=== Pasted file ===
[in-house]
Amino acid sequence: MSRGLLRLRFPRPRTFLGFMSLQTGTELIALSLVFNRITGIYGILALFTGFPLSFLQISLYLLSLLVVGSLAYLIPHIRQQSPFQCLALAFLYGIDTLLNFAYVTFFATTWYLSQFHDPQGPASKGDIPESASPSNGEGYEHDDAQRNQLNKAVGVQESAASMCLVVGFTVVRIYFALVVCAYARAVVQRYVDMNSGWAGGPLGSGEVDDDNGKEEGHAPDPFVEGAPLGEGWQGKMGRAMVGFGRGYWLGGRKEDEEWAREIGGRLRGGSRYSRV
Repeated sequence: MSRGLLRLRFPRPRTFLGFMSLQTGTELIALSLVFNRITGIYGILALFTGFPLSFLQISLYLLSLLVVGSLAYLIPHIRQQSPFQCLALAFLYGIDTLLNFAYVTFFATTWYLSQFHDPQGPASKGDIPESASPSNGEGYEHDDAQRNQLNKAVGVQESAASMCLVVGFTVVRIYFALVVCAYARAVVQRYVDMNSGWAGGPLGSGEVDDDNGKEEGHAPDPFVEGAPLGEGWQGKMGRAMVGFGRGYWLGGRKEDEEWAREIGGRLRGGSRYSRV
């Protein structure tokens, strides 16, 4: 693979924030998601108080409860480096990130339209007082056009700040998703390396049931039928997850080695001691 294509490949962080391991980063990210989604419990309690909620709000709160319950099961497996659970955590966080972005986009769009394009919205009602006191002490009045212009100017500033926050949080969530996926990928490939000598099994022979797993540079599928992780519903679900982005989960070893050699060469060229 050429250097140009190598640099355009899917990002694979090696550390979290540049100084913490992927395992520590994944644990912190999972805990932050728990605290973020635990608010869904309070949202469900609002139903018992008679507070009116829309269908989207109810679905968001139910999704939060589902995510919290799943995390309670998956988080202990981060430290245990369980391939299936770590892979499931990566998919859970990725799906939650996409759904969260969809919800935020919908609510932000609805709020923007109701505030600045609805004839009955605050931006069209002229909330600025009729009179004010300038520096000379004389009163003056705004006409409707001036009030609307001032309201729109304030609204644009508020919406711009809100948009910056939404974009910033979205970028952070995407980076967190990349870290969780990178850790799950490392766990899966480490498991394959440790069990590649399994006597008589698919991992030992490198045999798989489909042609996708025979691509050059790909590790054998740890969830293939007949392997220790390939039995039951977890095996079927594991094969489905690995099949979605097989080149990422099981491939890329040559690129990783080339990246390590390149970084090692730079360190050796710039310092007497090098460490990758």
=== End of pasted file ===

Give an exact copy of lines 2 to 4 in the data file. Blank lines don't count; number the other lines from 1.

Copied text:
Amino acid sequence: MSRGLLRLRFPRPRTFLGFMSLQTGTELIALSLVFNRITGIYGILALFTGFPLSFLQISLYLLSLLVVGSLAYLIPHIRQQSPFQCLALAFLYGIDTLLNFAYVTFFATTWYLSQFHDPQGPASKGDIPESASPSNGEGYEHDDAQRNQLNKAVGVQESAASMCLVVGFTVVRIYFALVVCAYARAVVQRYVDMNSGWAGGPLGSGEVDDDNGKEEGHAPDPFVEGAPLGEGWQGKMGRAMVGFGRGYWLGGRKEDEEWAREIGGRLRGGSRYSRV
Repeated sequence: MSRGLLRLRFPRPRTFLGFMSLQTGTELIALSLVFNRITGIYGILALFTGFPLSFLQISLYLLSLLVVGSLAYLIPHIRQQSPFQCLALAFLYGIDTLLNFAYVTFFATTWYLSQFHDPQGPASKGDIPESASPSNGEGYEHDDAQRNQLNKAVGVQESAASMCLVVGFTVVRIYFALVVCAYARAVVQRYVDMNSGWAGGPLGSGEVDDDNGKEEGHAPDPFVEGAPLGEGWQGKMGRAMVGFGRGYWLGGRKEDEEWAREIGGRLRGGSRYSRV
């Protein structure tokens, strides 16, 4: 693979924030998601108080409860480096990130339209007082056009700040998703390396049931039928997850080695001691 294509490949962080391991980063990210989604419990309690909620709000709160319950099961497996659970955590966080972005986009769009394009919205009602006191002490009045212009100017500033926050949080969530996926990928490939000598099994022979797993540079599928992780519903679900982005989960070893050699060469060229 050429250097140009190598640099355009899917990002694979090696550390979290540049100084913490992927395992520590994944644990912190999972805990932050728990605290973020635990608010869904309070949202469900609002139903018992008679507070009116829309269908989207109810679905968001139910999704939060589902995510919290799943995390309670998956988080202990981060430290245990369980391939299936770590892979499931990566998919859970990725799906939650996409759904969260969809919800935020919908609510932000609805709020923007109701505030600045609805004839009955605050931006069209002229909330600025009729009179004010300038520096000379004389009163003056705004006409409707001036009030609307001032309201729109304030609204644009508020919406711009809100948009910056939404974009910033979205970028952070995407980076967190990349870290969780990178850790799950490392766990899966480490498991394959440790069990590649399994006597008589698919991992030992490198045999798989489909042609996708025979691509050059790909590790054998740890969830293939007949392997220790390939039995039951977890095996079927594991094969489905690995099949979605097989080149990422099981491939890329040559690129990783080339990246390590390149970084090692730079360190050796710039310092007497090098460490990758």